"Despite the rise of solid-state drives, magnetic storage devices such as conventional hard drives and magnetic tapes are still very common. But as our data-storage needs are increasing at a rate of almost 15 million gigabytes per day, scientists are turning to alternative storage devices. One of these are single-atom magnets: storage devices consisting of individual atoms stuck (“adsorbed”) on a surface, each atom able to store a single bit of data that can be written and read using quantum mechanics. And because atoms are tiny enough to be packed together densely, single-atom storage devices promise enormous data capacities. But although they are no longer science fiction, single-atom magnets are still in basic research, with many fundamental obstacles to be overcome before they can be implemented into commercial devices. EPFL has been at the forefront of the field, overcoming the issue of magnetic remanence, and showing that single-atom magnets can be used to read and write data." [...]
"New noninvasive technique for precisely controlling brain circuits could one day help treat neurological conditions. In the maze of our brains, there are various pathways by which neural signals travel. These pathways can go awry in patients with neurological and psychiatric diseases and disorders, including epilepsy, Parkinson's, and obsessive-compulsive disorder. Researchers have developed new therapeutic strategies to more precisely target neural pathways involved in these conditions, but they often require surgery. The latest findings from the laboratory of Mikhail Shapiro, assistant professor of chemical engineering and an affiliated faculty member of the Tianqiao and Chrissy Chen Institute for Neuroscience at Caltech, are now showing how scientists and doctors might, in the future, selectively turn neural circuits on and off—without the need for surgery. The new study, featured in the July 9 online edition of Nature Biomedical Engineering, demonstrates how the method—which involves a trio of therapies: ultrasound waves, gene therapy, and synthetic drugs—can be used to specifically alter memory formation in mice." [...]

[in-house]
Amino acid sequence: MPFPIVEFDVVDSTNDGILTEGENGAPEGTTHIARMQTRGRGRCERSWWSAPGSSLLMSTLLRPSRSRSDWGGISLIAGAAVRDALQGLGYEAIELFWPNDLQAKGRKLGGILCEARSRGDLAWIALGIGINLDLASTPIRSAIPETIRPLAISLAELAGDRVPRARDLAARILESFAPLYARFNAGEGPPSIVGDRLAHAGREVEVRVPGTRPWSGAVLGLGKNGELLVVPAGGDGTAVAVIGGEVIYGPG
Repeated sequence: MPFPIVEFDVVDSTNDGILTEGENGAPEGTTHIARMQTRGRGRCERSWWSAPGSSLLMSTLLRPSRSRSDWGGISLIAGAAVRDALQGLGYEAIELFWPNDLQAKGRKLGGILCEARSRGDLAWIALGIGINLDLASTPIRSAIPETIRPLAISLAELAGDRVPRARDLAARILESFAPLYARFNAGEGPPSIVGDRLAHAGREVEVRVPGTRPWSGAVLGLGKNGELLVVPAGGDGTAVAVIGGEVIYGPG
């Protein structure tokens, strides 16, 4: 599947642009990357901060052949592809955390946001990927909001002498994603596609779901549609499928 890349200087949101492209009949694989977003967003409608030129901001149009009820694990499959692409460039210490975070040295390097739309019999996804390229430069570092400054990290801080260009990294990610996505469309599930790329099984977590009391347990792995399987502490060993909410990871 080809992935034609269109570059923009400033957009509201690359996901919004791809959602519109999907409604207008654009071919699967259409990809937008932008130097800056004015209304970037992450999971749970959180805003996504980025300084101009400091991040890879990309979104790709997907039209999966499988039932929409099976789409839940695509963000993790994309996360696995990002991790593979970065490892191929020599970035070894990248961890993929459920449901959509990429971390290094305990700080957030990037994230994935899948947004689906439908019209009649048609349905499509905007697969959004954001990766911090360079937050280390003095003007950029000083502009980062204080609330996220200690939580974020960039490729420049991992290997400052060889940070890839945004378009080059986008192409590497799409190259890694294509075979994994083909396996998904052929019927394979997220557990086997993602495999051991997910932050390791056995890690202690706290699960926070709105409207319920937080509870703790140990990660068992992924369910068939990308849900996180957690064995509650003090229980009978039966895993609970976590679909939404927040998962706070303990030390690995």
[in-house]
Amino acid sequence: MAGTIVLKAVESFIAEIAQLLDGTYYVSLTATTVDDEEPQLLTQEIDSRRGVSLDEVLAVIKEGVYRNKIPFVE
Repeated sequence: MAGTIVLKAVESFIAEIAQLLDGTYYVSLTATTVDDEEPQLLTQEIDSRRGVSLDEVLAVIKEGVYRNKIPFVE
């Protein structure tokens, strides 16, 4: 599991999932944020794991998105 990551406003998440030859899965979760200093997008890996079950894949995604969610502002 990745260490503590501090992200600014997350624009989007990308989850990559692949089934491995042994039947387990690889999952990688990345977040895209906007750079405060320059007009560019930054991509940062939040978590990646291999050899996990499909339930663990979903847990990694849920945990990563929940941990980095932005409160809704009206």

"Optical pressure measurements possible in solid state and in solution / Molecular ruby for use in materials sciences or catalysis Chemists at Johannes Gutenberg University Mainz (JGU) and at the Université de Montréal in Canada have developed a molecular system capable of very precise optical pressure measurements. The gemstone ruby served as the source of inspiration. However, the system developed by the team headed by Professor Katja Heinze at the JGU Institute of Inorganic Chemistry and Analytical Chemistry and Professor Christian Reber at the Université de Montréal is a water-soluble molecule, not an insoluble solid. Like the gemstone ruby, this molecule contains the element chromium that gives it its red color, which is why it has also been dubbed molecular ruby. This molecular ruby can be used to measure pressure both in the solid state as the gemstone ruby and furthermore in solution thanks to its solubility. Th